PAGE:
Will 45,000 represented students be disenfranchised in the proposed board structure?
This is not a sentence that appeared in the Medium’s article. Referencing blogger Robyn Urback of the National Post, the Medium’s article stated that many of these students “wouldn’t have a category representing them”. The statement in the Medium’s article referred to the fact that some students would not belong to any of the proposed categories; for example, there is currently no director specifically for representing male students, upper-years, or non-racialized students. The statement does not mean that a member of a college is barred from occupying a position on the board, such as indigenous, LGBT, or first-year director.
Are all directors for specific faculties (Arts & Science, Medicine, Law, etc.) being removed?
No, this was not claimed in the Medium. The Medium’s article said that “a number of” faculty directors will be removed. There are currently 12 categories of faculty directors, whereas in the proposed structure there are three at large directors representing the professional faculties.
Are college and faculty representatives being removed entirely?
They would sit on a committee that is privy to the information the board has, and they could make recommendations and forward motions to the board. But they would not be able to vote on any of these decisions at the board level.
Does the board structure have to change in order for UTSU to comply with the new Not-for-Profit Act?
Yes, in some respects. Most of these respects have not incurred any controversy. The controversy is related to the specific requirement is that non-profits can no longer have directors for the whole corporation who were elected by a limited portion of the corporation.
Do the college and faculty directors have to be removed for UTSU to comply with the new Not-for-Profit Act?
No, they do not. There are a number of options given the above requirement. Either these directors can be removed, or their authority in the whole corporation can be limited (via “classes”), or the restriction on which students can vote for them can be lifted. This last option is the one used in the proposed structure; that is, anybody from any campus will be able vote for the UTM directors, anybody from any background will be able to vote for the directors representing women, students with disabilities, indigenous students, etc.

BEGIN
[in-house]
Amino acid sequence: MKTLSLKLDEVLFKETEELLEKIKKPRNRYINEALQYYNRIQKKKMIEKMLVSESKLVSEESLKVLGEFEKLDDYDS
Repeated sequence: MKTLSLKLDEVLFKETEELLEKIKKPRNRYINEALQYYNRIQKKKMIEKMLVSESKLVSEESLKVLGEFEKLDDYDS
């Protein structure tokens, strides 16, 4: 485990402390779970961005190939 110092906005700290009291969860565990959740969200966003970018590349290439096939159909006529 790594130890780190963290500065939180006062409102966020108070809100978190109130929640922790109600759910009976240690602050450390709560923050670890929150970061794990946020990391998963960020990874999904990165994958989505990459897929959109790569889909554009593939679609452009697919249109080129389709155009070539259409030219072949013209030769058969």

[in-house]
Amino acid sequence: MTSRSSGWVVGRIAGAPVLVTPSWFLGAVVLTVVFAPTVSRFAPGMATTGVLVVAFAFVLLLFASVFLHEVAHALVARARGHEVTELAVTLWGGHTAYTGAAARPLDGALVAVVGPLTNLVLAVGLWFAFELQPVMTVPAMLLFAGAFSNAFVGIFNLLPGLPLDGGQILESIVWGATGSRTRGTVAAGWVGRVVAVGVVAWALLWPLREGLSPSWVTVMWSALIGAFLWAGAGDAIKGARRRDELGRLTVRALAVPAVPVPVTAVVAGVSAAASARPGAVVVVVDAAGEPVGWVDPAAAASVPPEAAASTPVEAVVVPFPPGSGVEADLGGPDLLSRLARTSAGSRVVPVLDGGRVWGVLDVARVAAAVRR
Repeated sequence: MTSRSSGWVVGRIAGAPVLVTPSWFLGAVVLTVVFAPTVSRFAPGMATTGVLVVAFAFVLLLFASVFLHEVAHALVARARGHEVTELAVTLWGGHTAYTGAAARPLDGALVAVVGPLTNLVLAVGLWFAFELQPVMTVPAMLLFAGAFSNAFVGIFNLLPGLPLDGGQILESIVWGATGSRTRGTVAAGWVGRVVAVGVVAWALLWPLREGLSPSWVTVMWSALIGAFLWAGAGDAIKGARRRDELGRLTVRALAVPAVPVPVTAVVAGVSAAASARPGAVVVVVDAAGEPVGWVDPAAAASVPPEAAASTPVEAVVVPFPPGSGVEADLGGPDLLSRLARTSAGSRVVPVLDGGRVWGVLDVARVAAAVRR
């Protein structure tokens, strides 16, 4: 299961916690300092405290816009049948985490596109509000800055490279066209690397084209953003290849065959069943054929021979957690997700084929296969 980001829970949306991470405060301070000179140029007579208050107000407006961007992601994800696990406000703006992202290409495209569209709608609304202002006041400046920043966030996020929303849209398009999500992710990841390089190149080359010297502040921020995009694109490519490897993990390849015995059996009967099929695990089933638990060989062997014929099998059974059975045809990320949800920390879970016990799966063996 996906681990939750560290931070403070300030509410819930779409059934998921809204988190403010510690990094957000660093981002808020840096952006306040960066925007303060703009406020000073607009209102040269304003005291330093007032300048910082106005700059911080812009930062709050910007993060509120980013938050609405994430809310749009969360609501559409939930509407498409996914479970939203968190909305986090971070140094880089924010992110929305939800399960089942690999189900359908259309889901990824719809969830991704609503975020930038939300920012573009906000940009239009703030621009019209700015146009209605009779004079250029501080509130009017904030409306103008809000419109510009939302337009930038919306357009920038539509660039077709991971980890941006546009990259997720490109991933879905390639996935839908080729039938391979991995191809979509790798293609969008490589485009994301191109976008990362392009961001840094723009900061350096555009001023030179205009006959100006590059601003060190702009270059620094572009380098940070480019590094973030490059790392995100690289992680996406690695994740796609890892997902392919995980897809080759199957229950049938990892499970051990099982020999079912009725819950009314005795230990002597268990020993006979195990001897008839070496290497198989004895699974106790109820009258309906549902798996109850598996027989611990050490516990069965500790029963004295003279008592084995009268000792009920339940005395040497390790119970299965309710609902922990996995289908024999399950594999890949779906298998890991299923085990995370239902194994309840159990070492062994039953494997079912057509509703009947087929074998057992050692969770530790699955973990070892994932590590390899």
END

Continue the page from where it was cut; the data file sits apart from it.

Will UTSU lose its status as a corporation if the bylaw amendment motion fails?
Not necessarily. The deadline for non-profits to submit bylaws that comply with the act, which was introduced in 2011, is October 2015. If a new structure were designed, approved by the board, and passed at a general meeting before then, UTSU would be compliant. UTSU’s legal council said that “if compliant bylaws are not filed within 12 months, Industry Canada could impose compliant bylaws.” UTSU’s legal council advised the union that “if compliant bylaws are not filed within 12 months, Industry Canada could impose compliant bylaws.”
How did this structure come to be proposed?
A motion look into a new board structure to comply with the act was passed at last year’s AGM. The students commissioned to investigate it produced a report, which UTSU says was passed unanimously by the board, and the structure was formulated as bylaw amendments and packaged in the motion for this year’s AGM.
Were any other options explored?
- This is a federal act, and UTSU is federally incorporated. The current president of UTSU introduced a motion to re-incorporate UTSU provincially so that it would not fall under the restrictions of the act. This motion was voted against by the board.
- The “classes” option was also considered. This solution involves creating a class for each college and faculty, and each class has a veto in certain circumstances. UTSU’s legal counsel advised against it because of the possible slowdown of union operations, and the option was voted against.
- A structure that retains college and faculty directors but opens up voting for them to the whole student body, which is the de facto solution for all the other directors, was not considered, to the Medium’s knowledge.
Were there any falsehoods in the last issue of The Medium?
As this appendix should make clear, there were not. It is the hope of the editorial staff that if any information was important but missing, it has been added here.